At yesterday’s Jerusalem Post’s virtual conference, ‘COVID-19 and the Jews: Challenges and Opportunities,’ a panel of experts, including Jacob Dallal, Director of Academic Affairs for the Ministry of Strategic Affairs, Professor Dina Porat, head of the Kantor Center for the Study of Contemporary European Jewry and chief historian of Yad Vashem, and Carole Nuriel, director of ADL Israel, discussed how Israel and the Jewish people are being delegitimized during the Corona pandemic.
Jacob Dallal showed photos and caricatures comparing classic and new forms of antisemitism in the coronavirus context. Classic forms, he explained, blame Jews for using the coronavirus to control the world, while the new form of antisemitism blames Israel for using coronavirus to control the Palestinians. A common motif that is shared between these two forms, he said, is that of poisoning. He pointed to a caricature of the former health Minister of France, who is Jewish, poisoning a well and juxtaposed that with a caricature showing Israel injecting the coronavirus into a Palestinian prisoner. “Our concern,” said Dallal, “is that these sort of caricatures and rhetoric is now on-line, and can lead to violence against Jews, supporters of Israel, and Israelis.”
Professor Porat addressed the point that both the extreme left and extreme right have united to blame Jews and Israel, saying that this is not a new phenomenon. “Movements that are radically opposed to one another find a way to cooperate or say the same thing about the Jews. In the 19th century, universalism and nationalism each blamed the Jew from the other side.” What is new and dangerous about antisemitism stemming from Corona, she said, is that it cannot be divided into coming from the extreme right or left. Material blaming the Jews and Israel has come from 35 different countries, she said.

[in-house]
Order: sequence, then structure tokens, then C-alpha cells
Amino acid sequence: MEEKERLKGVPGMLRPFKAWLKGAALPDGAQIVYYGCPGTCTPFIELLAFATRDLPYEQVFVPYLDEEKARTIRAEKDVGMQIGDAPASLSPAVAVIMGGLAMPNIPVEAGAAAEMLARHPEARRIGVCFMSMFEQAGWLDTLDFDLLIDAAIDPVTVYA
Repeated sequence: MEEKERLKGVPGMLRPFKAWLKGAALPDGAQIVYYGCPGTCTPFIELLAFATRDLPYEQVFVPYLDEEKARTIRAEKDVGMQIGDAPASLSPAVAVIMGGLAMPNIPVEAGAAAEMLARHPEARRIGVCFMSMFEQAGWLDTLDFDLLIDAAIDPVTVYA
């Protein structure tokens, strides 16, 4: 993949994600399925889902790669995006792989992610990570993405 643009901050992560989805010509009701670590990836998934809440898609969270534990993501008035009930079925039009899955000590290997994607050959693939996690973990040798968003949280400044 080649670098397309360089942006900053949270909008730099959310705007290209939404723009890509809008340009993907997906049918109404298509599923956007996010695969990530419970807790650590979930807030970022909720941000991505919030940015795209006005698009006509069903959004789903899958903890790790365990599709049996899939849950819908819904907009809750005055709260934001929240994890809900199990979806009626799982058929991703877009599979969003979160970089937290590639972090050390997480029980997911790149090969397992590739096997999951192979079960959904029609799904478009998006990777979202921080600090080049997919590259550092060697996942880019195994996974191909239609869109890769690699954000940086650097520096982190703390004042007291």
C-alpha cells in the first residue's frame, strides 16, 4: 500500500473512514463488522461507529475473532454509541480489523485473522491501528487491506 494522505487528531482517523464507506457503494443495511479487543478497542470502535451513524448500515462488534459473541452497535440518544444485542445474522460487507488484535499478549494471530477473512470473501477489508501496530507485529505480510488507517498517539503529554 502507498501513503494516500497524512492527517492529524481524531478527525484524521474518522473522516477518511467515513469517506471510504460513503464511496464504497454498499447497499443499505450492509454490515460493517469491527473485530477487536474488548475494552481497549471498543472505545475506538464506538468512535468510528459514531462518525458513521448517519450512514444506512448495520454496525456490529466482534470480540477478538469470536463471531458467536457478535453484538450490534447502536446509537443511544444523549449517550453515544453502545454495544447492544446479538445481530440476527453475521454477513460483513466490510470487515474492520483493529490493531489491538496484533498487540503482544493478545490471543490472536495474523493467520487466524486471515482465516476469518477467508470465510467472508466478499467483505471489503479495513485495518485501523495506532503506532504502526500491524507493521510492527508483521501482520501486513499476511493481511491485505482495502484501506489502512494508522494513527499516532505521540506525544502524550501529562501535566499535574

Carole Nuriel of ADL Israel pointed out more antisemitism is appearing online because more people – both the haters and those who read their material – are at home. She added that the high infection rate among Jews brought communal practice to the forefront and added to the antisemitic nature of criticism.
At the panel’s conclusion, Jacob Dallal said that pro-Israel organizations and governments need to work together as a coalition to combat the phenomenon of antisemitism spawned by Corona.